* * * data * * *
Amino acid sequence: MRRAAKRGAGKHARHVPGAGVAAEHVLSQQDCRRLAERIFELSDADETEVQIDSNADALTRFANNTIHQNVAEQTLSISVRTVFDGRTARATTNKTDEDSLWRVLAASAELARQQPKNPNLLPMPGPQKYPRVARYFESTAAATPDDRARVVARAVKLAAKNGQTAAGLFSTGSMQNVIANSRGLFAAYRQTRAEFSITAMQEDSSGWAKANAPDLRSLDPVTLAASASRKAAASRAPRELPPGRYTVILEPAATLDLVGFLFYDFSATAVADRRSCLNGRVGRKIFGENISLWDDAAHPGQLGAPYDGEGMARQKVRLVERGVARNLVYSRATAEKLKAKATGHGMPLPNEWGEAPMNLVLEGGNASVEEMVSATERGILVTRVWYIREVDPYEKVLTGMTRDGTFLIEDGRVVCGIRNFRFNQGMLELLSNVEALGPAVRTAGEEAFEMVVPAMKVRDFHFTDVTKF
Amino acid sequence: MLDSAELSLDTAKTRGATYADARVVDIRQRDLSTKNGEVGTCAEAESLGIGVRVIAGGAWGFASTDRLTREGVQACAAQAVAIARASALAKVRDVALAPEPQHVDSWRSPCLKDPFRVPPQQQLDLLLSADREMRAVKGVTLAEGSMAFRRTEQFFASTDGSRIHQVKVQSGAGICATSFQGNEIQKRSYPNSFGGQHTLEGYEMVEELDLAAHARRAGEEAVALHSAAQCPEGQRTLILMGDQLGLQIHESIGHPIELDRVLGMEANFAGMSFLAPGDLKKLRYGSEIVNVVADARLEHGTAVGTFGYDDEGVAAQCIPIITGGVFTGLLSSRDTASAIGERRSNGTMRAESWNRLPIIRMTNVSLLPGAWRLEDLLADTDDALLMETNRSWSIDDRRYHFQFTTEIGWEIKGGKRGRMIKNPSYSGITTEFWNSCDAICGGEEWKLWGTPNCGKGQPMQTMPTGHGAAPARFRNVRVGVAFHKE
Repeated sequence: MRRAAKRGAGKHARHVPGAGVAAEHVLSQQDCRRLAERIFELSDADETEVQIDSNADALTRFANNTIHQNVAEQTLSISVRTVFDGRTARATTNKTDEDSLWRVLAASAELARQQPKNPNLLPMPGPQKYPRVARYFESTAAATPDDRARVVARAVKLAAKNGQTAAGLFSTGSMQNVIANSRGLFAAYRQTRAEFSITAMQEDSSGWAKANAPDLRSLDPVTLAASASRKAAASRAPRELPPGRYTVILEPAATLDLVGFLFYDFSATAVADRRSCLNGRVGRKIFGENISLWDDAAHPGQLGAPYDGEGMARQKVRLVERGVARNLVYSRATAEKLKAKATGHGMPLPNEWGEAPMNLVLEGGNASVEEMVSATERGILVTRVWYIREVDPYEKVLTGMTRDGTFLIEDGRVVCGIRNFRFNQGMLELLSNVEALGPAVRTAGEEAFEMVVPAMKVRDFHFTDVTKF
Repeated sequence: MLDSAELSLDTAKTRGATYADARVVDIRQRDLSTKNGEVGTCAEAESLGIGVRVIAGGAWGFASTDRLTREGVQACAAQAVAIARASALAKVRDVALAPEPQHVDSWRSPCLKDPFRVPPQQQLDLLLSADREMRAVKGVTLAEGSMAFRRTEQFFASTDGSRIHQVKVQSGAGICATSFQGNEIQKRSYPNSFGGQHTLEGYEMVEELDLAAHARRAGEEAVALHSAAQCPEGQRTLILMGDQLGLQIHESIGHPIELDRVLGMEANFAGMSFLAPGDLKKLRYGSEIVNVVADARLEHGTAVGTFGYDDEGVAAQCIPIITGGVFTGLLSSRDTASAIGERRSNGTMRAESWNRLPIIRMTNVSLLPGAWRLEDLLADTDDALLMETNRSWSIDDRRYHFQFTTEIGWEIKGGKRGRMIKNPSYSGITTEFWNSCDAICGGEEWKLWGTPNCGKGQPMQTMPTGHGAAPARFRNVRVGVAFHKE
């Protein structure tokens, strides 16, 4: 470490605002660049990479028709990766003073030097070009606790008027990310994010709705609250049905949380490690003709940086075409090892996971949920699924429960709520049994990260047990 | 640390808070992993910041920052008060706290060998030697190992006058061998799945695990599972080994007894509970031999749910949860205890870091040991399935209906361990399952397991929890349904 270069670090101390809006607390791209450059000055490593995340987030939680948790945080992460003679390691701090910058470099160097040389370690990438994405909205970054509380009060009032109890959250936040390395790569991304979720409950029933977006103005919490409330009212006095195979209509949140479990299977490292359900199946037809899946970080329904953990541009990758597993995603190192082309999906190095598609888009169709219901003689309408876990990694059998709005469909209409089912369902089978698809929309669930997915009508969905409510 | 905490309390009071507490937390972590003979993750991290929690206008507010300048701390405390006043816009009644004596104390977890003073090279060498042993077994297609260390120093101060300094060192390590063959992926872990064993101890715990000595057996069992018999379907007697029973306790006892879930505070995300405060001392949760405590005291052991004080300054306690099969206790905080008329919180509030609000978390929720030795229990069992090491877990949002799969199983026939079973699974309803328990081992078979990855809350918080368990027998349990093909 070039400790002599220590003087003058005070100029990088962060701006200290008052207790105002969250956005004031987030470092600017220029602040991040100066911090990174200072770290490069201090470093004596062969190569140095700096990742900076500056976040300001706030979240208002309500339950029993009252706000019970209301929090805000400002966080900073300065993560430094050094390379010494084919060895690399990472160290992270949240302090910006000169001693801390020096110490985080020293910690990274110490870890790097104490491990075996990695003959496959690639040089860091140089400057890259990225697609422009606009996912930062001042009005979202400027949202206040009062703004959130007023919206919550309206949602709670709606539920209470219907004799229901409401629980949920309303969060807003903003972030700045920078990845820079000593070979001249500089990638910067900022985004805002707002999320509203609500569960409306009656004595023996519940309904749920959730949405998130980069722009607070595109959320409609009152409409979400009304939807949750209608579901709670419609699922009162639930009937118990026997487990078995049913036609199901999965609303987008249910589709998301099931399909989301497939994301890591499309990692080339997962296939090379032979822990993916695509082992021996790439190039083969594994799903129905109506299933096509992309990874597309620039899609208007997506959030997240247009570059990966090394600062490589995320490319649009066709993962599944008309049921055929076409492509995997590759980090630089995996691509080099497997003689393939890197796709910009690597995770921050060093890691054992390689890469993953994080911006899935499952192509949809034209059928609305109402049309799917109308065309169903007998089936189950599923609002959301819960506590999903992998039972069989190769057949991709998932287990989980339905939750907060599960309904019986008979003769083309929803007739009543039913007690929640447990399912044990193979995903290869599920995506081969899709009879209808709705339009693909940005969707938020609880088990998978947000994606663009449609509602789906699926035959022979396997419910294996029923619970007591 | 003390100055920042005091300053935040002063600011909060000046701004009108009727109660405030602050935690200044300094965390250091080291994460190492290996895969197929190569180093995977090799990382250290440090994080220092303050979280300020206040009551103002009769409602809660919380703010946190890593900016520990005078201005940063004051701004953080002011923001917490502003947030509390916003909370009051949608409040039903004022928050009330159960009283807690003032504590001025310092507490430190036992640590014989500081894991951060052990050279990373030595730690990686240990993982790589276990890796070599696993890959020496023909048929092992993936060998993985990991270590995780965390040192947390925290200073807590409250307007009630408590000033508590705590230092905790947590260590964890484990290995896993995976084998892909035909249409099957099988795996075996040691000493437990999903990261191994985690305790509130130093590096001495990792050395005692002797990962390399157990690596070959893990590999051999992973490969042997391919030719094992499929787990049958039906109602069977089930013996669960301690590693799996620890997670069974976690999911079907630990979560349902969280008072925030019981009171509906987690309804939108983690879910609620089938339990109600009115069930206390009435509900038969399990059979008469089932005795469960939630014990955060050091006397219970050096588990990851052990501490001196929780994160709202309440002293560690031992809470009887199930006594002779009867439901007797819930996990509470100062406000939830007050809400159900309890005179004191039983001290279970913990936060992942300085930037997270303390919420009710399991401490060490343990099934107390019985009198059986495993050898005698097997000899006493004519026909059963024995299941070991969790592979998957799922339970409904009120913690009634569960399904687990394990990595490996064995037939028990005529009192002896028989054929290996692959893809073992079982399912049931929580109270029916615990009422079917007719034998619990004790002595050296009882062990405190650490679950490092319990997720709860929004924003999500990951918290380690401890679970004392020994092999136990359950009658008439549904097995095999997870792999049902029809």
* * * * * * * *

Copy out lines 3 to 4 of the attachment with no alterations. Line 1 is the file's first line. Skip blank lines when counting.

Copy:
Repeated sequence: MRRAAKRGAGKHARHVPGAGVAAEHVLSQQDCRRLAERIFELSDADETEVQIDSNADALTRFANNTIHQNVAEQTLSISVRTVFDGRTARATTNKTDEDSLWRVLAASAELARQQPKNPNLLPMPGPQKYPRVARYFESTAAATPDDRARVVARAVKLAAKNGQTAAGLFSTGSMQNVIANSRGLFAAYRQTRAEFSITAMQEDSSGWAKANAPDLRSLDPVTLAASASRKAAASRAPRELPPGRYTVILEPAATLDLVGFLFYDFSATAVADRRSCLNGRVGRKIFGENISLWDDAAHPGQLGAPYDGEGMARQKVRLVERGVARNLVYSRATAEKLKAKATGHGMPLPNEWGEAPMNLVLEGGNASVEEMVSATERGILVTRVWYIREVDPYEKVLTGMTRDGTFLIEDGRVVCGIRNFRFNQGMLELLSNVEALGPAVRTAGEEAFEMVVPAMKVRDFHFTDVTKF
Repeated sequence: MLDSAELSLDTAKTRGATYADARVVDIRQRDLSTKNGEVGTCAEAESLGIGVRVIAGGAWGFASTDRLTREGVQACAAQAVAIARASALAKVRDVALAPEPQHVDSWRSPCLKDPFRVPPQQQLDLLLSADREMRAVKGVTLAEGSMAFRRTEQFFASTDGSRIHQVKVQSGAGICATSFQGNEIQKRSYPNSFGGQHTLEGYEMVEELDLAAHARRAGEEAVALHSAAQCPEGQRTLILMGDQLGLQIHESIGHPIELDRVLGMEANFAGMSFLAPGDLKKLRYGSEIVNVVADARLEHGTAVGTFGYDDEGVAAQCIPIITGGVFTGLLSSRDTASAIGERRSNGTMRAESWNRLPIIRMTNVSLLPGAWRLEDLLADTDDALLMETNRSWSIDDRRYHFQFTTEIGWEIKGGKRGRMIKNPSYSGITTEFWNSCDAICGGEEWKLWGTPNCGKGQPMQTMPTGHGAAPARFRNVRVGVAFHKE